Bruce Block has had a passion for drag racing for many years, dating back to when he made his first trip to spectate when he was 12-years-old. After a few years went by, Block got his hands on a 1968 Pontiac GTO.
After many rebellious nights, he started to gain experience, and skill at drag racing. “When I got this car in high school, I used to sneak out to the track without my parents knowing.” said Block. “I would do pretty good, usually winning or runner up every night.” Needless to say, Block had been bitten by a very big power bug and hadn’t even realized it yet.
Block surrounded himself with horsepower as a kid, it was only a matter of time before he got something extreme of his own.
After a few years of fun, Block decided to step out of the drag racing scene to start a family, but that didn’t stop him from following and above all loving it. Slowly getting back into the automotive industry, Block restored a 1993 first-generation Ram to take to shows.
In the summer of 2004, Block made it to his first event with his restoration. This event, in particular, it was an all diesel event which included a dyno competition and a drag race. “I had no idea diesels could make so much power or go that fast,” Block explained.
In the 2004-2005 season, Block found out he had the quickest common rail truck in the country, running in the low 12 seconds.
He witnessed one of the first 10-second, 1/4-mile time passes that day by Dennis Perry. Ultimately, that’s what got him back into racing again. In the fall of 2004 Block ordered his cherry red ram.
Like anything, it became a competition to see who could push their weekend warriors further and faster. The modifications kept coming and the truck became faster every time out. Block changed up turbochargers and fueling systems regularly to try and set the bar higher.
Fuel cell, dual transmission coolers, and nitrous oxide were an absolute must for “QUIKDZL”
In 2006, he installed the PPE Dual Fueler setup, bigger turbocharger, injectors, and ran 11.60 in the 1/4-mile. Then after installing nitrous oxide, he bettered the time to an 11.20. “It was a competition between Wade Moody, Mike Dreaver, and myself to see who would be the first common rail truck to break into the 10s,” continued Block. We were informed that Dreaver got there first, but Block was only a week behind to reach that milestone.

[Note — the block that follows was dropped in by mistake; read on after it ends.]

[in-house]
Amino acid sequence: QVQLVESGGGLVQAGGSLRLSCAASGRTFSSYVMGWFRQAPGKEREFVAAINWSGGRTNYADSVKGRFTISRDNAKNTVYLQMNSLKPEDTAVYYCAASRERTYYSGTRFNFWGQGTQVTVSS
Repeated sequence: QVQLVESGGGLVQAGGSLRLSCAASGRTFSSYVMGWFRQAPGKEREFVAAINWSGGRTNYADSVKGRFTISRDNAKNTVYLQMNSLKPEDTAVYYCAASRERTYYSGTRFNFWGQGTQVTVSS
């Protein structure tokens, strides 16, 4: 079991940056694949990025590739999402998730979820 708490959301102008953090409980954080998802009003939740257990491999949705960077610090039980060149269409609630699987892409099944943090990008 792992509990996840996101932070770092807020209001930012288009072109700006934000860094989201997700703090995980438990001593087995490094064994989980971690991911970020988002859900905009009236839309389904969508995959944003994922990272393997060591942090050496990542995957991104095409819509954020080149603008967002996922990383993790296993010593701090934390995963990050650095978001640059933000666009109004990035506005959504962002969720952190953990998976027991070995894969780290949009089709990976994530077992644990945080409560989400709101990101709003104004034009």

Block wasn’t the first common rail truck into the 10-second range, but he has piloted this truck to three national championships in the Diesel Motorsports Unlimited Class. He also has numerous placements in the Outlaw Diesel Super Series and NHRDA through the years.
Shown is Bruce’s “race-ready” engine bay equipped with dual cp3 pumps, electric fans, aluminum valve cover, and an oversize turbocharger.
So how fast did he get down the track? Block filled us in, “In 2012, I had the truck set up to hit the 9-second range, I expected it to run about a 9.95.” Looking back, nobody had ever even heard 9-second range in the diesel industry.
“I was pretty excited that day,” Block explained. “I went out and set a personal best with a 9.62.” He mentioned he had never expected that kind of time to be on his slip, but was glad it did. “This truck is a constant evolution,” Block continued. “I keep trying to come up with things to make it faster.” To date, his best elapsed time has been 6.06 at 118 mph in the 1/8-mile and a 9.49 at 149 mph in the 1/4-mile.
Block has kept his truck up with all the required safety rules to make him legal. Do you blame him? Strapping into a 6,500-pound rocket ship we would do the same.
This project will never be complete and Block will tell you himself he’s got plans for this truck. He plans on taking this red hot Ram into the five-second range in the 1/8-mile. Block has been a true pioneer and innovator for the sport and assures us that it couldn’t have been possible without all the help along the way.